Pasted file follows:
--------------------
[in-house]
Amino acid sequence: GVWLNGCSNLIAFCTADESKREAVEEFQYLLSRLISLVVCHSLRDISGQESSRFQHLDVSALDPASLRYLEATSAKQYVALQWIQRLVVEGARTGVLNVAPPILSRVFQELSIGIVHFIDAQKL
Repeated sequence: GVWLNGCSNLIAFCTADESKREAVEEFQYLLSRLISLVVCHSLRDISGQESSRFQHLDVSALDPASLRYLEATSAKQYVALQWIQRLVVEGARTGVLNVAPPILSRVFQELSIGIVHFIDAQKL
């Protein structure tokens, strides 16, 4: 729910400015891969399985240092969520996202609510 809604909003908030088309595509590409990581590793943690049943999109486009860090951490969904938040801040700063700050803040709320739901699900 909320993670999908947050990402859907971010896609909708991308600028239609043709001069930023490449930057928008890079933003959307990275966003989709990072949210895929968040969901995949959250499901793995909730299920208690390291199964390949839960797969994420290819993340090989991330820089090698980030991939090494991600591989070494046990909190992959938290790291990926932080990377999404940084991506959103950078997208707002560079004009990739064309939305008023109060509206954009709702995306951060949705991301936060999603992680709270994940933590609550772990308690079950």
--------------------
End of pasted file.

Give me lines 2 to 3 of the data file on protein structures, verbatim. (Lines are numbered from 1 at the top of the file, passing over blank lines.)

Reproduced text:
Amino acid sequence: GVWLNGCSNLIAFCTADESKREAVEEFQYLLSRLISLVVCHSLRDISGQESSRFQHLDVSALDPASLRYLEATSAKQYVALQWIQRLVVEGARTGVLNVAPPILSRVFQELSIGIVHFIDAQKL
Repeated sequence: GVWLNGCSNLIAFCTADESKREAVEEFQYLLSRLISLVVCHSLRDISGQESSRFQHLDVSALDPASLRYLEATSAKQYVALQWIQRLVVEGARTGVLNVAPPILSRVFQELSIGIVHFIDAQKL